Who says there’s nothing good to watch? Last month we reported that Netflix had added 35 films from the Criterion Collection to it’s Watch Instantly feature. It looks like the good times keep on coming, as they just added even more. Below you’ll find all of the Criterion films that were recently added, along with their plot descriptions, as given by Criterion.com. I’ve also given the link to the Criterion page, so that you can actually buy the film.

A huge thanks goes out to the folks at Streaming Soon, for providing me the heads up to all of these releases, well in advance. If you are looking for a resource regarding upcoming Netflix Watch Instantly movies, I’d highly recommend checking out their blog.

If we’ve missed anything, or if you have any thoughts on the films below, leave some comments at the bottom of the post.


The 400 Blows

François Truffaut’s first feature, The 400 Blows (Les quatre cents coups), is also his most personal. Told through the eyes of Truffaut’s life-long cinematic counterpart, Antoine Doinel (Jean-Pierre Léaud), The 400 Blows sensitively re-creates the trials of Truffaut’s own difficult childhood, unsentimentally portraying aloof parents, oppressive teachers, petty crime, and a friendship that would last a lifetime. The film marks Truffaut’s passage from leading critic of the French New Wave to his emergence as one of Europe’s most brilliant auteurs.

http://www.criterion.com/films/151


The Battle of Algiers

One of the most influential political films in history, Gillo Pontecorvo’s The Battle of Algiers (La bataille d’Alger) vividly re-creates a key year in the tumultuous Algerian struggle for independence from the occupying French in the 1950s. As violence escalates on both sides, children shoot soldiers at point-blank range, women plant bombs in cafés, and French soldiers resort to torture to break the will of the insurgents. Shot in the streets of Algiers in documentary style, the film is a case study in modern warfare, with its terrorist attacks and the brutal techniques used to combat them. The Criterion Collection is proud to present Gillo Pontecorvo’s tour de force’”a film with astonishing relevance today.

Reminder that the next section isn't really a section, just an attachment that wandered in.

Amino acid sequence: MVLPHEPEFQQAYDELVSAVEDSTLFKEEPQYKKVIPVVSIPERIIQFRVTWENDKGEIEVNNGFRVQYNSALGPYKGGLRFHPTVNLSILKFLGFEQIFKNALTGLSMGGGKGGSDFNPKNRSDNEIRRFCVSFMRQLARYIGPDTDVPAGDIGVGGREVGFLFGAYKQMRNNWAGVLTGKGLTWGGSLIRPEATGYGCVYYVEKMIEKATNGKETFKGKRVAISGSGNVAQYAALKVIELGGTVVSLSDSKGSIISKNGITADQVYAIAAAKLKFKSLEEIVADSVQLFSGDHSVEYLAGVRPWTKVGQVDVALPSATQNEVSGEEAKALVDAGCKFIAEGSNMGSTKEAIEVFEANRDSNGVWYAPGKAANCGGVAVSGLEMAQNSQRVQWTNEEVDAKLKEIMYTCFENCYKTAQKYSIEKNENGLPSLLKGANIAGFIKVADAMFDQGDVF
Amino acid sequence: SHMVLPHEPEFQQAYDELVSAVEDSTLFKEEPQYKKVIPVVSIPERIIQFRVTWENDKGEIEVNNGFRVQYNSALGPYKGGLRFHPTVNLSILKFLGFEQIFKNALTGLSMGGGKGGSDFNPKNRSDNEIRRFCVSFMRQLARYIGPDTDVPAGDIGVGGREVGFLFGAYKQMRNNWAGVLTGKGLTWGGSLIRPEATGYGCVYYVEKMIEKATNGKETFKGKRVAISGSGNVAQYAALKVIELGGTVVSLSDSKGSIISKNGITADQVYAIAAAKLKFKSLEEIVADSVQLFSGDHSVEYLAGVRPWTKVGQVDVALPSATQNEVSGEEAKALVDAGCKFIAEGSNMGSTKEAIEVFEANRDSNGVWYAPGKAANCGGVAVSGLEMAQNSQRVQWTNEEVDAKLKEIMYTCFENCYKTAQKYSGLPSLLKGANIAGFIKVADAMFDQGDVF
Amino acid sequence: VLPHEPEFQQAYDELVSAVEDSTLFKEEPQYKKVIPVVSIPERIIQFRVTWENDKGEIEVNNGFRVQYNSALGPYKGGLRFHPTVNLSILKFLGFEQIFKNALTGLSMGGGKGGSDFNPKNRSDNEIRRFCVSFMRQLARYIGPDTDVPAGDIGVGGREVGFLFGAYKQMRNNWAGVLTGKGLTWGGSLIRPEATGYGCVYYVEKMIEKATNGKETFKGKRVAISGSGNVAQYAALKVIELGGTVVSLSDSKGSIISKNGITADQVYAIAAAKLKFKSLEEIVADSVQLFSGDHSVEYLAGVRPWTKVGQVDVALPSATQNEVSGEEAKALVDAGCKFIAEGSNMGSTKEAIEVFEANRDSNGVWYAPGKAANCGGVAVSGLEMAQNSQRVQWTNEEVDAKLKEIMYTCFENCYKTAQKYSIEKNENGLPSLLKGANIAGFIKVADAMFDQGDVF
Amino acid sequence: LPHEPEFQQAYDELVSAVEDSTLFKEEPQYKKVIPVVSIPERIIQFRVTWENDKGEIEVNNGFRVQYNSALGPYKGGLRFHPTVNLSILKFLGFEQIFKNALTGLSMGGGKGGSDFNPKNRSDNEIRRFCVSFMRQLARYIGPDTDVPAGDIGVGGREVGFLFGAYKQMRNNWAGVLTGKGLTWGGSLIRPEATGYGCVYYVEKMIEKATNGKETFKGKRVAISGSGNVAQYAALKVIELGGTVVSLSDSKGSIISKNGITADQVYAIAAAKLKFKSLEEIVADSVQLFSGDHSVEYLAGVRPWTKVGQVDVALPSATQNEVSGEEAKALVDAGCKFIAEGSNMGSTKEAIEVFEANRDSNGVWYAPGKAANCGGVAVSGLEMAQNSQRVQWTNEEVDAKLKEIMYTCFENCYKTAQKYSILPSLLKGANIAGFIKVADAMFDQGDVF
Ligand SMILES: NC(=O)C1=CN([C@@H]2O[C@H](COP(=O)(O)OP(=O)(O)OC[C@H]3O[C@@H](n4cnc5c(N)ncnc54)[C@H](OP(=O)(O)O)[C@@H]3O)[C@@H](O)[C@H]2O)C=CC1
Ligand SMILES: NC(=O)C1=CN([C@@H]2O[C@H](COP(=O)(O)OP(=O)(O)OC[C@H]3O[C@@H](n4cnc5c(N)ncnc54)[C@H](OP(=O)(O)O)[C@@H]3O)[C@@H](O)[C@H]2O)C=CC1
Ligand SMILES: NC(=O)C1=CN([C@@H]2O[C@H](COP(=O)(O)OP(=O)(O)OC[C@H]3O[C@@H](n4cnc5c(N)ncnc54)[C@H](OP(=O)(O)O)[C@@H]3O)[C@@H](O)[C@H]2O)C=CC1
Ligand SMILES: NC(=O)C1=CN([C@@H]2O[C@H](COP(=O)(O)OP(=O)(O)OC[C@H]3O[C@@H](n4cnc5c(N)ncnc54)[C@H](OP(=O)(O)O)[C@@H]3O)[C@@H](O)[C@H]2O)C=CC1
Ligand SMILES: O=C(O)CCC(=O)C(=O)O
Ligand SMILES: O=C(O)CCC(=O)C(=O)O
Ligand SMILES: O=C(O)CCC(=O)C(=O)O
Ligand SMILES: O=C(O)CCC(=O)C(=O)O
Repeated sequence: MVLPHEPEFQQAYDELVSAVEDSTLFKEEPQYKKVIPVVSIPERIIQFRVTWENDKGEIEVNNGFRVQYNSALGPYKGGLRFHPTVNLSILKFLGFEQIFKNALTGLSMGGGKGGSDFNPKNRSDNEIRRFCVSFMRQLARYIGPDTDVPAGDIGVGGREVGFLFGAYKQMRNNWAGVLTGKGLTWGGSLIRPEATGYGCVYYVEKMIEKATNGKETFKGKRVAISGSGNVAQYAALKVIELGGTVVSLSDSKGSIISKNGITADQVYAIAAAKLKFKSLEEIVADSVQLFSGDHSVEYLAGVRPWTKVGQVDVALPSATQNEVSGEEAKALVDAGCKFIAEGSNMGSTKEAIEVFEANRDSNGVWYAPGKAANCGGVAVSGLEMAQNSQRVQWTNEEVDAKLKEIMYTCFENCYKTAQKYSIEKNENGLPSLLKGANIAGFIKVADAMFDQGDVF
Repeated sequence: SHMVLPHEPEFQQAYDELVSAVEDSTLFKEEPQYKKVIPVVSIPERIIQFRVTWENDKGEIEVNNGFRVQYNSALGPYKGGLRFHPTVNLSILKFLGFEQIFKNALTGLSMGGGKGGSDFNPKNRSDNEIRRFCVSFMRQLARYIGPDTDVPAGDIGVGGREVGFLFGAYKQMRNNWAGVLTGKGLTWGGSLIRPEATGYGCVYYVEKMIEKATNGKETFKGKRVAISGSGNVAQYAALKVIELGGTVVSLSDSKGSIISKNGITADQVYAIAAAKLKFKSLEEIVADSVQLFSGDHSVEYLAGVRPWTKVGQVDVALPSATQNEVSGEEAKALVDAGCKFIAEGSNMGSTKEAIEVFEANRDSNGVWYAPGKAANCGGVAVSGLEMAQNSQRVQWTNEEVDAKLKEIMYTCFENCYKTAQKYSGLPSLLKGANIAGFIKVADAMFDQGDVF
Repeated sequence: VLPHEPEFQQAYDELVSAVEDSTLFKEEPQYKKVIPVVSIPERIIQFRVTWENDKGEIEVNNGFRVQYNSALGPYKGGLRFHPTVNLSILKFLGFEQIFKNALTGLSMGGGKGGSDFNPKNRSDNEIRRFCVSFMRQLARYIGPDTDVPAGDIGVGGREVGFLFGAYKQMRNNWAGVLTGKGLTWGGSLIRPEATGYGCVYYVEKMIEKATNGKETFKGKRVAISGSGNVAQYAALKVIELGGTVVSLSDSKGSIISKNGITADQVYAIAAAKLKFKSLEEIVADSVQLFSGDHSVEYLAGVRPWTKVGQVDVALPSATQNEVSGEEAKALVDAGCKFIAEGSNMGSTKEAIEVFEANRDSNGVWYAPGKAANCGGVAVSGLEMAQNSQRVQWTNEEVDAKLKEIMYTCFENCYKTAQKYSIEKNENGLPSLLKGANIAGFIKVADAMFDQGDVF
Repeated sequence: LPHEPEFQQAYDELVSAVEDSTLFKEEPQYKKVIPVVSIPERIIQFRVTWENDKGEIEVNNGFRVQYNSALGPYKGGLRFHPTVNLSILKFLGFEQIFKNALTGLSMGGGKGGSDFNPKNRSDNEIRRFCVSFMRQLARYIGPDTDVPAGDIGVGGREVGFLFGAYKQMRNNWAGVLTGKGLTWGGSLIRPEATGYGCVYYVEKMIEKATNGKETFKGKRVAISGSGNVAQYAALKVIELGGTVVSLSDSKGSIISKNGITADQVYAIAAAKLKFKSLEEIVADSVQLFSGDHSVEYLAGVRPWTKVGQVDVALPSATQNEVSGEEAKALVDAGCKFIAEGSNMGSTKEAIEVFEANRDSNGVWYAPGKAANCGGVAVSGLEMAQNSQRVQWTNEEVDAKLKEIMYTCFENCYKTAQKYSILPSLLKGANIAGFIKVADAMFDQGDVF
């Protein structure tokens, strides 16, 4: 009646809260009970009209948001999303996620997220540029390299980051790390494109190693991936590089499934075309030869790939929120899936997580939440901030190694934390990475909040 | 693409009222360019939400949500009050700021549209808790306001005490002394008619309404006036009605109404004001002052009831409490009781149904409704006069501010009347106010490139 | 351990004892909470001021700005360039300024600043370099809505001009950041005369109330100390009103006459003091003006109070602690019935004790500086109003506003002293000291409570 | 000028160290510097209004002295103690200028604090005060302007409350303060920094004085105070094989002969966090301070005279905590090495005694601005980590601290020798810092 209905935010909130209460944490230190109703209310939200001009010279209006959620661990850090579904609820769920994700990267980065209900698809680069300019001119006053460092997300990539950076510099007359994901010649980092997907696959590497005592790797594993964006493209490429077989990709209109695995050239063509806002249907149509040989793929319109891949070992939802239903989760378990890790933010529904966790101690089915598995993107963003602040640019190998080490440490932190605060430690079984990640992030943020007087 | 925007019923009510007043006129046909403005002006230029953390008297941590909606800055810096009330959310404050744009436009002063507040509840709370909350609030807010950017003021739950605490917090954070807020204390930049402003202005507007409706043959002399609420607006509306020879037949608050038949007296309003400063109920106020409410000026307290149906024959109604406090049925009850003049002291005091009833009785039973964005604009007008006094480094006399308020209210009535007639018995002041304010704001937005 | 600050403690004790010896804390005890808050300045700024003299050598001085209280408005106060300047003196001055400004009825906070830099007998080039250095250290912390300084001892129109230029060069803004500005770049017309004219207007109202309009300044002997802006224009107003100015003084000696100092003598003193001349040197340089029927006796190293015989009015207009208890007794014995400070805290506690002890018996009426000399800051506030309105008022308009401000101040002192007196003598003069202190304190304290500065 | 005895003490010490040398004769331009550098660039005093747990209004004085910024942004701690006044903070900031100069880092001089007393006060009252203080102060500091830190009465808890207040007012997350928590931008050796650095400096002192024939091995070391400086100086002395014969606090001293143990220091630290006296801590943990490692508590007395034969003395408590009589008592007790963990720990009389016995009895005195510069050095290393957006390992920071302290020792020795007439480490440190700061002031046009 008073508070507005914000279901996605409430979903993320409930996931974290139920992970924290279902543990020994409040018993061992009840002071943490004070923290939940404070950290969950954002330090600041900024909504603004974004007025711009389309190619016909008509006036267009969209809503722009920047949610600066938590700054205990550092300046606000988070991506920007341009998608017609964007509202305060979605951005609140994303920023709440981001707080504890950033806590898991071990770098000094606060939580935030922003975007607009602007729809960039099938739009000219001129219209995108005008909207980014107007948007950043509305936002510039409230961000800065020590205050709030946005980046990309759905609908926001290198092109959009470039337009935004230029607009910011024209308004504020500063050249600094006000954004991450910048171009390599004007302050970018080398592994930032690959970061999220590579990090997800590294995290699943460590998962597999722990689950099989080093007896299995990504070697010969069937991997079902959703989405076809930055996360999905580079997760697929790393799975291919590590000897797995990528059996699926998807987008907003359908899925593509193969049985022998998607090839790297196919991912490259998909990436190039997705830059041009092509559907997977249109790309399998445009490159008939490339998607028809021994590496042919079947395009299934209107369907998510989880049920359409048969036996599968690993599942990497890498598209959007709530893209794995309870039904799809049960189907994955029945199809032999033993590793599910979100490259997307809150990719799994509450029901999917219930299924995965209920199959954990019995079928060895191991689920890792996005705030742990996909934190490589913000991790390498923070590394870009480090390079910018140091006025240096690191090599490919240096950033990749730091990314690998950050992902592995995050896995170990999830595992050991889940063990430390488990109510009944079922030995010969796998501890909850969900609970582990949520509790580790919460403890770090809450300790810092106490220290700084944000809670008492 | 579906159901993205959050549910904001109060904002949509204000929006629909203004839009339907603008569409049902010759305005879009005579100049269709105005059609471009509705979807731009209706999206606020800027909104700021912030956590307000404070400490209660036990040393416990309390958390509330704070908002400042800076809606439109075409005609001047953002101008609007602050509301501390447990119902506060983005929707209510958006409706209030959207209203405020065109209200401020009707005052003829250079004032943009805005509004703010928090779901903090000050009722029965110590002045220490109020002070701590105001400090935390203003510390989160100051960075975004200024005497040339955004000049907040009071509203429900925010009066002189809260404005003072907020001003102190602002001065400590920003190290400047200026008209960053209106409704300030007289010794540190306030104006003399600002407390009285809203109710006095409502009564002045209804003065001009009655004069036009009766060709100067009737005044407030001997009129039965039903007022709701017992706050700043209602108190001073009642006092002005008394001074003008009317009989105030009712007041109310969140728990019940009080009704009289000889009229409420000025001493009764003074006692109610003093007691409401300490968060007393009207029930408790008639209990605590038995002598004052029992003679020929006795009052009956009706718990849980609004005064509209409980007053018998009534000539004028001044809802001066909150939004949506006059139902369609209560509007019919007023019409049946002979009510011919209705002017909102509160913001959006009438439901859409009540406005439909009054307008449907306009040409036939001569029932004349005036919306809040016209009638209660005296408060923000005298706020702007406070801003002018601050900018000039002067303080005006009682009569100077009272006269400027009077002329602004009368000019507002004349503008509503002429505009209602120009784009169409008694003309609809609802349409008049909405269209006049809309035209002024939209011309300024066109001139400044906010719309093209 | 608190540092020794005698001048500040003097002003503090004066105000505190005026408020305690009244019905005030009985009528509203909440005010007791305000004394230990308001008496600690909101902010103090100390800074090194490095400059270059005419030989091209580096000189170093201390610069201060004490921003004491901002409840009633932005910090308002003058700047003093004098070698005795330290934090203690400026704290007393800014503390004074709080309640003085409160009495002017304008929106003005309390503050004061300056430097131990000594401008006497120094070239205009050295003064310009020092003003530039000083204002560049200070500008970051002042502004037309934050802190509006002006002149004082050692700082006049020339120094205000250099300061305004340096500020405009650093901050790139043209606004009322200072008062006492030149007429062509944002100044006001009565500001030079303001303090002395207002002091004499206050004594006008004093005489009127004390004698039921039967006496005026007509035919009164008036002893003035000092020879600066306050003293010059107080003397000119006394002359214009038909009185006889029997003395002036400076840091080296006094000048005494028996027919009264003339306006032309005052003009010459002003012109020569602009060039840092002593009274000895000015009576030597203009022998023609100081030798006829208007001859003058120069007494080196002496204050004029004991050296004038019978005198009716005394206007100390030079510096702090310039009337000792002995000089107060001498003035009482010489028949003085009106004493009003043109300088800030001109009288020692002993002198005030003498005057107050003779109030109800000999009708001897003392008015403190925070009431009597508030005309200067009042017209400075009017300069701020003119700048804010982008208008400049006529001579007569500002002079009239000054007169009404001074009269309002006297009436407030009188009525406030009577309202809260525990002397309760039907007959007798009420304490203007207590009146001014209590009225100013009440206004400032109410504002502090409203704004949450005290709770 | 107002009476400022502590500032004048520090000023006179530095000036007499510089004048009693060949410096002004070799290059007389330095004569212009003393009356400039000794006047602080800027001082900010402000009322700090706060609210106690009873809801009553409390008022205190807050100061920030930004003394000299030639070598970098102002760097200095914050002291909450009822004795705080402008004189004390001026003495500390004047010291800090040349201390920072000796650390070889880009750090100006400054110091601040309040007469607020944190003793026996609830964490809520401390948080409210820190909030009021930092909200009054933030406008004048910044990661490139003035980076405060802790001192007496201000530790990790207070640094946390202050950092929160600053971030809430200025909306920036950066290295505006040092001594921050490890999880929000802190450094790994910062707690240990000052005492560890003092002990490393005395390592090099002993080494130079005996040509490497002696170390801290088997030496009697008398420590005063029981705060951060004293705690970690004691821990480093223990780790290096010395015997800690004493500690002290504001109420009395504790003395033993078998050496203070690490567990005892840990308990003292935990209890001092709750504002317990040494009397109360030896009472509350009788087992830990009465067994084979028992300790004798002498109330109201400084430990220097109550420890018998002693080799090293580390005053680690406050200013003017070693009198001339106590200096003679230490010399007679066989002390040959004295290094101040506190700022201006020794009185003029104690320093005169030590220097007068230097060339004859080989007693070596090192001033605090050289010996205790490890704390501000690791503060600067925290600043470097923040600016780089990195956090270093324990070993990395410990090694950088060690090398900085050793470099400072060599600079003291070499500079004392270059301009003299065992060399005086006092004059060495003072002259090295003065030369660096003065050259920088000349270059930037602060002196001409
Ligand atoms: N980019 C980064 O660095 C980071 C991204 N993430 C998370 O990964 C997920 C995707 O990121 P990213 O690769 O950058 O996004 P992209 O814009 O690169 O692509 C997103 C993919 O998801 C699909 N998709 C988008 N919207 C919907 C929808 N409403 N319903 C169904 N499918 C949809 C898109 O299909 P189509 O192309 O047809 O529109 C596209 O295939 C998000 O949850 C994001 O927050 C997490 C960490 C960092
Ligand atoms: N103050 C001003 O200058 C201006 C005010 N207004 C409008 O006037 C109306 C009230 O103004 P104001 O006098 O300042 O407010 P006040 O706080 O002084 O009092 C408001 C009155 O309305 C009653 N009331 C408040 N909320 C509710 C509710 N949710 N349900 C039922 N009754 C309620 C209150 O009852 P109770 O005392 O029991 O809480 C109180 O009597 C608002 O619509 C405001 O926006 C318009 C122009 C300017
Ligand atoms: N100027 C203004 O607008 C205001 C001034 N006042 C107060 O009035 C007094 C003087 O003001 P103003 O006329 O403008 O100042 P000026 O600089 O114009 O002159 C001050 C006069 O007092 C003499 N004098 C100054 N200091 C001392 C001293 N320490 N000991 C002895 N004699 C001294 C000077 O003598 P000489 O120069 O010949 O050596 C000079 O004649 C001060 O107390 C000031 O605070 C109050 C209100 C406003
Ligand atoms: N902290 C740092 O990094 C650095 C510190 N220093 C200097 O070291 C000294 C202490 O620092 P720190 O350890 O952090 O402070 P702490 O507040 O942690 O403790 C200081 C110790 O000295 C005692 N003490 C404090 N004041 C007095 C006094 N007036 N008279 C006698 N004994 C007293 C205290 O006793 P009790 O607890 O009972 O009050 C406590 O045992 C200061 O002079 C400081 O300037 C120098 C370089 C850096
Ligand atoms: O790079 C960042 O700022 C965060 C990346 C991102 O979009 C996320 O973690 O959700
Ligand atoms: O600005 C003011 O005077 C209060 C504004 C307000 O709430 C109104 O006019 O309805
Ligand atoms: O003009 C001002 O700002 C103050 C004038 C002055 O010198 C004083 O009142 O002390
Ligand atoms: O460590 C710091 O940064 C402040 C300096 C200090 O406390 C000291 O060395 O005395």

http://www.criterion.com/films/248


Diabolique

An acknowledged influence on Psycho, Henri-Georges Clouzot’s horror classic is the story of a sadistic headmaster who brutalizes his fragile wife and his headstrong mistress. The two women murder him and dump his body in a swimming pool; when the pool is drained, no corpse is found. Criterion presents Diabolique in a digital transfer.

http://www.criterion.com/films/575


The Earrings Of Madame De…

French master Max Ophuls’s most cherished work, The Earrings of Madame de . . . is an emotionally profound, cinematographically adventurous tale of false opulence and tragic romance. When the aristocratic woman known only as Madame de (the extraordinary Danielle Darrieux) sells her earrings, unbeknownst to her husband (Charles Boyer), in order to pay personal debts, she sets off a chain reaction, the financial and carnal consequences of which can only end in despair. Ophuls adapts Louise de Vilmorin’s incisive fin de siècle novel with virtuosic camera work so elegant and precise it’s been called the equal to that of Orson Welles.

http://www.criterion.com/films/571


Fanny and Alexander